Much like Alice Through the Looking Glass before it, Maleficent: Mistress of Evil has been too long coming to truly still warrant its own existence. The ever welcome screen presence of an on-form Angelina Jolie aside, this is that vogue of follow up that no one asked for and fewer still needed. Indeed, Mistress of Evil has all the drably conceived hallmarks of a sequel that Buena Vista would have shipped straight to video twenty years back. It is, at least, no worse than its predecessor, which was itself a deeply inconsistent beastie.
Indistinguishably taking over directing duties from Robert Stromberg, Joachim Rønning opens five years on from the close of the first. Sharlto Copley’s King Stefan is long since dead – no great performative loss if truth be told – with Aurora (Elle Fanning) now well established as Queen of the Moors. In spite of having saved the day last time around, horned fairy Maleficent (Jolie, given a splendid entrance) remains widely feared across the realm as the titular mistress of evil.
We know, of course, that such is a misnomer but she’s not always so sure herself. One thing that the film gets right, even if the fact causes narrative problems later on, is the way in which the lines of good and bad are not always clean cut. Dull Prince Philip (Harris ‘yawn’ Dickinson, replacing Brendan Thwaites) is, for instance, heir to an amicable king and heinous queen. Humans have capacity for great good and greater bad in this world and our own: ‘they swarm the earth like locusts’.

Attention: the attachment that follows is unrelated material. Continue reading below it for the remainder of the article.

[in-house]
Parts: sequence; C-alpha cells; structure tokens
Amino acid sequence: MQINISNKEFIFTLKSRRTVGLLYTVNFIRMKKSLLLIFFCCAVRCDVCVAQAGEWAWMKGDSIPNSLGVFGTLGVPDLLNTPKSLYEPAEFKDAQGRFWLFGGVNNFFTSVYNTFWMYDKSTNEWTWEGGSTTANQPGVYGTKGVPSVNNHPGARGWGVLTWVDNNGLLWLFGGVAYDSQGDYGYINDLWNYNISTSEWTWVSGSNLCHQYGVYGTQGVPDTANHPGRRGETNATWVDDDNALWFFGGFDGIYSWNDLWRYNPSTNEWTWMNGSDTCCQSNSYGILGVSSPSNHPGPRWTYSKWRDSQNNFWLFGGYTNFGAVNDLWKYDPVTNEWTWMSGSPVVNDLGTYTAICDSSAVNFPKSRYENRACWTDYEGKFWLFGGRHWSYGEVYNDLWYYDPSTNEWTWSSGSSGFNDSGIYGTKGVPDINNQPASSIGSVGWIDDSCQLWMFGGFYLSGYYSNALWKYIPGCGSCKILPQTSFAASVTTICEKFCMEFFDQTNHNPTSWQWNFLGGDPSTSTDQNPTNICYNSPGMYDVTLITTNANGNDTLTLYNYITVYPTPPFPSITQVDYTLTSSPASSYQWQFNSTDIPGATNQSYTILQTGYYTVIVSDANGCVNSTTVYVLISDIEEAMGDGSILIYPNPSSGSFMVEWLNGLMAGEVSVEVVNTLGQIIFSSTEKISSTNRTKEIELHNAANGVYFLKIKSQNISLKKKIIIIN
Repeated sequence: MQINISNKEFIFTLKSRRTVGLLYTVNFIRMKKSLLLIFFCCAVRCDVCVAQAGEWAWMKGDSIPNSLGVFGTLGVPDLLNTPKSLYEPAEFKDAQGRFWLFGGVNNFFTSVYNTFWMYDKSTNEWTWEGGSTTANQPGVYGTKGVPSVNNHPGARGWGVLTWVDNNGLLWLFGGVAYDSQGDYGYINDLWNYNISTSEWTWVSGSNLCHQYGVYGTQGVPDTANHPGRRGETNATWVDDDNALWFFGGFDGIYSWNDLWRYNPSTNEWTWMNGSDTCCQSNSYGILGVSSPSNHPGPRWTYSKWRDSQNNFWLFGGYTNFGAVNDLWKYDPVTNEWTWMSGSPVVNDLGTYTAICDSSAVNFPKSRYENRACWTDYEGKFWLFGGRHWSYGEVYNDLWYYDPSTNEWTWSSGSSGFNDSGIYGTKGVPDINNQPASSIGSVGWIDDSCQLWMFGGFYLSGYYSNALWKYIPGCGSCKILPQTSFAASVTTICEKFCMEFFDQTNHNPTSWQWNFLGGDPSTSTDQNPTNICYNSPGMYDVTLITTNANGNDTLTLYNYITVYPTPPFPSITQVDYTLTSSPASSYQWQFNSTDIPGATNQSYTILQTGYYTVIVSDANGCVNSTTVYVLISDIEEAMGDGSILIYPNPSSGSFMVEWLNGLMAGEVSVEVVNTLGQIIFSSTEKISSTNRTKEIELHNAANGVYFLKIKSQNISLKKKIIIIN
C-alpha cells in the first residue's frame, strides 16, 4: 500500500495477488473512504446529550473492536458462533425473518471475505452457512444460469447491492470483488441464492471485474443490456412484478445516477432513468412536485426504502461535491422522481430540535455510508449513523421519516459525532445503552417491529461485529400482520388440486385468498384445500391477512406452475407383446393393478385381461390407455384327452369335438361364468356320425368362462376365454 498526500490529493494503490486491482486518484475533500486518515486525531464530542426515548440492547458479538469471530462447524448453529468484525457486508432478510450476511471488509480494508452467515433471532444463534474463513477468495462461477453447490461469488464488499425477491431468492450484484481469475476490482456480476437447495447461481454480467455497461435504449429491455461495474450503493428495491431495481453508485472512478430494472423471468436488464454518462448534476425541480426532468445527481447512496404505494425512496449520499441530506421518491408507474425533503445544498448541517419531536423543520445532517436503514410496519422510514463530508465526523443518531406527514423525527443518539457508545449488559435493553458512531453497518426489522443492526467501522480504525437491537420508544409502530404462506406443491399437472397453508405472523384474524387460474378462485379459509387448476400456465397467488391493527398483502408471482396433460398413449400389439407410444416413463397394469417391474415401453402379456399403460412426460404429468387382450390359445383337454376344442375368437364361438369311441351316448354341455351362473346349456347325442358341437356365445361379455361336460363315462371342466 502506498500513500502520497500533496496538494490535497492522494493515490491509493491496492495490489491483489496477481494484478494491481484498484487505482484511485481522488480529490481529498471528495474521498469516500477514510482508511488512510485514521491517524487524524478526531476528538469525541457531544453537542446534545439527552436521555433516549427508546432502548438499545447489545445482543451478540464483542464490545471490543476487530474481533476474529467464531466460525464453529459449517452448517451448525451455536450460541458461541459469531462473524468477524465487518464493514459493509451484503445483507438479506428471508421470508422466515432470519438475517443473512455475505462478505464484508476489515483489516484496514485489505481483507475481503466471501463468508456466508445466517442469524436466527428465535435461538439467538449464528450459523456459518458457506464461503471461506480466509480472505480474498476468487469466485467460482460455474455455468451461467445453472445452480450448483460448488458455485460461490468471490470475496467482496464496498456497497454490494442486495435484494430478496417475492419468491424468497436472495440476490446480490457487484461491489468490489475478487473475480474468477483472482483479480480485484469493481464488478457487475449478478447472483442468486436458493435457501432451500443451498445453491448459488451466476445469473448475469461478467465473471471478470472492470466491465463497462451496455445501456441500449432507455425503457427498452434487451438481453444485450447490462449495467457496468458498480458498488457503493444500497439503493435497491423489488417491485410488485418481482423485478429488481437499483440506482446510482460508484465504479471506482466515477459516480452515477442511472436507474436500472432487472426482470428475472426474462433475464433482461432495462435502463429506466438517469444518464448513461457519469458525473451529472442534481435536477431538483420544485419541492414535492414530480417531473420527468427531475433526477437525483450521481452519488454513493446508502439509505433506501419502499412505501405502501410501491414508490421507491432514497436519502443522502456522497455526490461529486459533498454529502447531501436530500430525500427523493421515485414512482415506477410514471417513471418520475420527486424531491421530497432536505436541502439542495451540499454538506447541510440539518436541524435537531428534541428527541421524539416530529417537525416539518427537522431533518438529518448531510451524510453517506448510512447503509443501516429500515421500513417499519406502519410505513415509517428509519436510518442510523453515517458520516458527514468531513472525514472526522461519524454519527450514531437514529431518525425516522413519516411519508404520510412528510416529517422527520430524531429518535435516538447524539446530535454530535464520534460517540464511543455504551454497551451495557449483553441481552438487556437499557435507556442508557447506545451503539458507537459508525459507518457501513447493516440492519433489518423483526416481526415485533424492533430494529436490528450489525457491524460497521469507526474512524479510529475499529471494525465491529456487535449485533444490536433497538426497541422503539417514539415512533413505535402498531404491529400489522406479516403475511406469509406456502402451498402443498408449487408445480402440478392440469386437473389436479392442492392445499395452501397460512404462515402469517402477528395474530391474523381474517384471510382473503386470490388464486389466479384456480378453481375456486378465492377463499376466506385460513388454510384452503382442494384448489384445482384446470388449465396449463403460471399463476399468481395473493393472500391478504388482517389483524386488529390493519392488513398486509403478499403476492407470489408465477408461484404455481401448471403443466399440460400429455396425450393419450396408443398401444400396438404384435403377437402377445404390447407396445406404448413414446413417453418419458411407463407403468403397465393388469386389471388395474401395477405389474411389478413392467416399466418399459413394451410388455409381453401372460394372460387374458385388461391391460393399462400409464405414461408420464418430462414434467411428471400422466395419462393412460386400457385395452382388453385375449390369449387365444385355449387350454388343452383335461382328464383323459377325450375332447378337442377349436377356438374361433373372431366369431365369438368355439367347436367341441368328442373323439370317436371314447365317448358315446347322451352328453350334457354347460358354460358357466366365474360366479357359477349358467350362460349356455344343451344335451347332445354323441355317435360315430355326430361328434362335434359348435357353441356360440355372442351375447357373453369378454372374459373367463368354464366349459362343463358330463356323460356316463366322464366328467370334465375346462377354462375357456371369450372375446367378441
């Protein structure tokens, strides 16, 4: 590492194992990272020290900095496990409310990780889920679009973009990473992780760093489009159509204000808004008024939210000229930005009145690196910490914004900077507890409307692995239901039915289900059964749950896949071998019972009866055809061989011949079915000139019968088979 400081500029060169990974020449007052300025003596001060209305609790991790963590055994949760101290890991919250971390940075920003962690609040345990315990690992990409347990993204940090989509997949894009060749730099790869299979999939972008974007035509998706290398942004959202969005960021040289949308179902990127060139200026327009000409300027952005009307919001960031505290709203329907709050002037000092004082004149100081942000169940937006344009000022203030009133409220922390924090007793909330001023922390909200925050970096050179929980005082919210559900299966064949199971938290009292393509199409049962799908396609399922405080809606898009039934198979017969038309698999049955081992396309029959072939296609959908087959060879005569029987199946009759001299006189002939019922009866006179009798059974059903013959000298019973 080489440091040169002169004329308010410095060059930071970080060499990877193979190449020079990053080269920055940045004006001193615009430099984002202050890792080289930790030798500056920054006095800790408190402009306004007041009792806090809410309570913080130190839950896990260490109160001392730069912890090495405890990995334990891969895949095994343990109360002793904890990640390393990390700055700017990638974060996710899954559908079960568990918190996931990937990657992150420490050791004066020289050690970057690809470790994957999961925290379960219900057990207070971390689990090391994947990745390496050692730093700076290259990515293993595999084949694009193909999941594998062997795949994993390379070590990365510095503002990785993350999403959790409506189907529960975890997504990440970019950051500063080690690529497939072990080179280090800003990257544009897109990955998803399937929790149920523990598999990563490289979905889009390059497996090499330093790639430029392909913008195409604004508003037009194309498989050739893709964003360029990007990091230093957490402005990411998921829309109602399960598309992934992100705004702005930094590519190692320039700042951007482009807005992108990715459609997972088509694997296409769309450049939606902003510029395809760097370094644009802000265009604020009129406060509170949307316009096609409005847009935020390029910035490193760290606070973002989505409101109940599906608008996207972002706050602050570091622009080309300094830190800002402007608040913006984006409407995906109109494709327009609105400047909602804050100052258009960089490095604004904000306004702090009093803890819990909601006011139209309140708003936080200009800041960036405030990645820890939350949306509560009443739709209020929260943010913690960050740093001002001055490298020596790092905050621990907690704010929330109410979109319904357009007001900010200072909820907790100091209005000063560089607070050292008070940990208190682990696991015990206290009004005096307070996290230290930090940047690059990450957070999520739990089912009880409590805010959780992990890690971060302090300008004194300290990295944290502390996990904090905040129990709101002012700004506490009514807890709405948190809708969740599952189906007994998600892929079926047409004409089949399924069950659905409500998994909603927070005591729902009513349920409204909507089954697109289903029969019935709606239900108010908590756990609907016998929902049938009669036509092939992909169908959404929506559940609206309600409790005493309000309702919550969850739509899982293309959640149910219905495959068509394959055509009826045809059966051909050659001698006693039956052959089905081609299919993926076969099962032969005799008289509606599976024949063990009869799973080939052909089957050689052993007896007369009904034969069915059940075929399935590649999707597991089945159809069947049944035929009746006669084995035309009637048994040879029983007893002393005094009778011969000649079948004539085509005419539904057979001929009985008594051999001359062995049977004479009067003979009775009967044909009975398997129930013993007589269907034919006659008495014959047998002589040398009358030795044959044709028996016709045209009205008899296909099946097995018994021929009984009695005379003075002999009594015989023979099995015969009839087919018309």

Said King and Queen are played by newcomers to the tale: Robert Lindsay (quickly sidelined) and Michelle Pfeiffer (frequently side-eyed). Whereas he wants peace, she will only find piece of mind when her – weakly conceived – pixie accomplice (Warwick Davies) has helped her wipe out all fae kind, Maleficent very much included. Also new to the story is a predictably played extension to the dark fairy family tree. Idris Elba and Ed Skrein are the only two of note in this strand, the former promoting peace and the later advocating war. No prizes for guessing where this is headed. It would be fair to say that neither Elba nor Skrein could claim this to be their best work, with each seemingly lost in the lacklustre demands made of them. That said, they’re still more engaging screen presences here than the eternally wet Aurora and Philip.
Not content with being solely predictable, Mistress of Evil makes regular nosedives to absolute tedium. Any and all scenes sans Jolie or Pfeiffer aren’t worth the price of admission, whilst even those with teeter of dreary whenever each star forgets to well and truly camp things up: ‘this is no fairytale!’ There is, to Rønning’s credit, a terrifically venomous dinner table sequence early on in the film – ‘If I didn’t know better, I’d say you were making a threat’ – and a number of beautifully framed shots throughout. The moment Pfeiffer ‘breaks’ the neck of a mannequin to reveal the entrance to her secret cellar is a blackly comic delight, whilst the shot of a newly wounded Maleficent waking in unfamiliar surroundings is pure artistry.
With gross inevitability, all builds to a thickly computerised battle, somewhat plundered by the failure of the film to convince that either side is worth supporting. It’s some mercy that Lesley Manville is at least given the opportunity to shine in an otherwise wasted casting. There’s no denying that Rønning’s film has the best effects that money can buy. A pity, then, that money cannot buy good quality writing. No more required, thank you very much.